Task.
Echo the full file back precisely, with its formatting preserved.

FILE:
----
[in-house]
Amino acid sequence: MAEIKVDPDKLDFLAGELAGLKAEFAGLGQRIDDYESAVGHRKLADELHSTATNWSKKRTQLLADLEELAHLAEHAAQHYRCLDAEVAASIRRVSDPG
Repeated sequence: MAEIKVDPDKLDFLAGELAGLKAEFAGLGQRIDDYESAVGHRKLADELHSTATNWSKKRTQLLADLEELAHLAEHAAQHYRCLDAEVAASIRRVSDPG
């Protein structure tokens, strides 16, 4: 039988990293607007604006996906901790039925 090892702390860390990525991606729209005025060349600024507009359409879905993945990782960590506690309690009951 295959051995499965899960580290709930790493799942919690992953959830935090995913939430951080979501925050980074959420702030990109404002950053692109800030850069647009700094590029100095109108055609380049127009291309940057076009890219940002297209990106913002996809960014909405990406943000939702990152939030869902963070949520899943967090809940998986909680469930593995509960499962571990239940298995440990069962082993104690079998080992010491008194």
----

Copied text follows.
[in-house]
Amino acid sequence: MAEIKVDPDKLDFLAGELAGLKAEFAGLGQRIDDYESAVGHRKLADELHSTATNWSKKRTQLLADLEELAHLAEHAAQHYRCLDAEVAASIRRVSDPG
Repeated sequence: MAEIKVDPDKLDFLAGELAGLKAEFAGLGQRIDDYESAVGHRKLADELHSTATNWSKKRTQLLADLEELAHLAEHAAQHYRCLDAEVAASIRRVSDPG
């Protein structure tokens, strides 16, 4: 039988990293607007604006996906901790039925 090892702390860390990525991606729209005025060349600024507009359409879905993945990782960590506690309690009951 295959051995499965899960580290709930790493799942919690992953959830935090995913939430951080979501925050980074959420702030990109404002950053692109800030850069647009700094590029100095109108055609380049127009291309940057076009890219940002297209990106913002996809960014909405990406943000939702990152939030869902963070949520899943967090809940998986909680469930593995509960499962571990239940298995440990069962082993104690079998080992010491008194």